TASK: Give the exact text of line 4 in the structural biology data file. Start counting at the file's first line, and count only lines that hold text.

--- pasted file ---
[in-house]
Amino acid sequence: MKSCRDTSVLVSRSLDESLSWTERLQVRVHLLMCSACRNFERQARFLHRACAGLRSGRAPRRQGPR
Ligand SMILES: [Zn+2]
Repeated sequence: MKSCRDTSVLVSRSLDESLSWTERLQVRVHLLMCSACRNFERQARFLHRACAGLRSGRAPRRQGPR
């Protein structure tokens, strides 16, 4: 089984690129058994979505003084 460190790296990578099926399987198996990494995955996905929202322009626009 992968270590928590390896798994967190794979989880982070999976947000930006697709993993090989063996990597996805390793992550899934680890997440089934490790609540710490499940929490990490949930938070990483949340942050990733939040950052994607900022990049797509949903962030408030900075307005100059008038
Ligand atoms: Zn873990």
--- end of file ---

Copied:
Repeated sequence: MKSCRDTSVLVSRSLDESLSWTERLQVRVHLLMCSACRNFERQARFLHRACAGLRSGRAPRRQGPR